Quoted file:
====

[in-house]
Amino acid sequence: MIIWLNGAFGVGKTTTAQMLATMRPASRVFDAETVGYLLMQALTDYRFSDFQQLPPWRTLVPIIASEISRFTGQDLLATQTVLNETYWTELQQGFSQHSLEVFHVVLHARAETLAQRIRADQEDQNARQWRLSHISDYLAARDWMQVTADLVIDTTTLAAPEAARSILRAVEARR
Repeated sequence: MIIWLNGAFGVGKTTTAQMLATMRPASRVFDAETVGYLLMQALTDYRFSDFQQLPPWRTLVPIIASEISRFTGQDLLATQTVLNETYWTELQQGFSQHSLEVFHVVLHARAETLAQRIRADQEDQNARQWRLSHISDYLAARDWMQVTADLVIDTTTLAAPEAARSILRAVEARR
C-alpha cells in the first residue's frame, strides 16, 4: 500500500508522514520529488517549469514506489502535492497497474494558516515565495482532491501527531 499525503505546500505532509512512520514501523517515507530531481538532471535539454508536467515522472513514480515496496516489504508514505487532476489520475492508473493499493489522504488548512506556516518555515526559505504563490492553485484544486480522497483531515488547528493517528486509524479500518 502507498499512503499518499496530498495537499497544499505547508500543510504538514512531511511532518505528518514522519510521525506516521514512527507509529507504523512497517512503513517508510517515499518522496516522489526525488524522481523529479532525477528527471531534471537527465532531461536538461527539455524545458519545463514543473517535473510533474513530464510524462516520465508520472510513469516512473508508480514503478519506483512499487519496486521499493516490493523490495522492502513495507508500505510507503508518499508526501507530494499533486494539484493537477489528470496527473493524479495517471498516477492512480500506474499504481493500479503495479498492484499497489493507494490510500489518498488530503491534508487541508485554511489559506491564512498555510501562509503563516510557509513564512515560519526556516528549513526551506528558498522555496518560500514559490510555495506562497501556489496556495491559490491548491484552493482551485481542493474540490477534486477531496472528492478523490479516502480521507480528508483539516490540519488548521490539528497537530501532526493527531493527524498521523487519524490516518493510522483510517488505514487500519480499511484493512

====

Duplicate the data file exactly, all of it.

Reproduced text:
[in-house]
Amino acid sequence: MIIWLNGAFGVGKTTTAQMLATMRPASRVFDAETVGYLLMQALTDYRFSDFQQLPPWRTLVPIIASEISRFTGQDLLATQTVLNETYWTELQQGFSQHSLEVFHVVLHARAETLAQRIRADQEDQNARQWRLSHISDYLAARDWMQVTADLVIDTTTLAAPEAARSILRAVEARR
Repeated sequence: MIIWLNGAFGVGKTTTAQMLATMRPASRVFDAETVGYLLMQALTDYRFSDFQQLPPWRTLVPIIASEISRFTGQDLLATQTVLNETYWTELQQGFSQHSLEVFHVVLHARAETLAQRIRADQEDQNARQWRLSHISDYLAARDWMQVTADLVIDTTTLAAPEAARSILRAVEARR
C-alpha cells in the first residue's frame, strides 16, 4: 500500500508522514520529488517549469514506489502535492497497474494558516515565495482532491501527531 499525503505546500505532509512512520514501523517515507530531481538532471535539454508536467515522472513514480515496496516489504508514505487532476489520475492508473493499493489522504488548512506556516518555515526559505504563490492553485484544486480522497483531515488547528493517528486509524479500518 502507498499512503499518499496530498495537499497544499505547508500543510504538514512531511511532518505528518514522519510521525506516521514512527507509529507504523512497517512503513517508510517515499518522496516522489526525488524522481523529479532525477528527471531534471537527465532531461536538461527539455524545458519545463514543473517535473510533474513530464510524462516520465508520472510513469516512473508508480514503478519506483512499487519496486521499493516490493523490495522492502513495507508500505510507503508518499508526501507530494499533486494539484493537477489528470496527473493524479495517471498516477492512480500506474499504481493500479503495479498492484499497489493507494490510500489518498488530503491534508487541508485554511489559506491564512498555510501562509503563516510557509513564512515560519526556516528549513526551506528558498522555496518560500514559490510555495506562497501556489496556495491559490491548491484552493482551485481542493474540490477534486477531496472528492478523490479516502480521507480528508483539516490540519488548521490539528497537530501532526493527531493527524498521523487519524490516518493510522483510517488505514487500519480499511484493512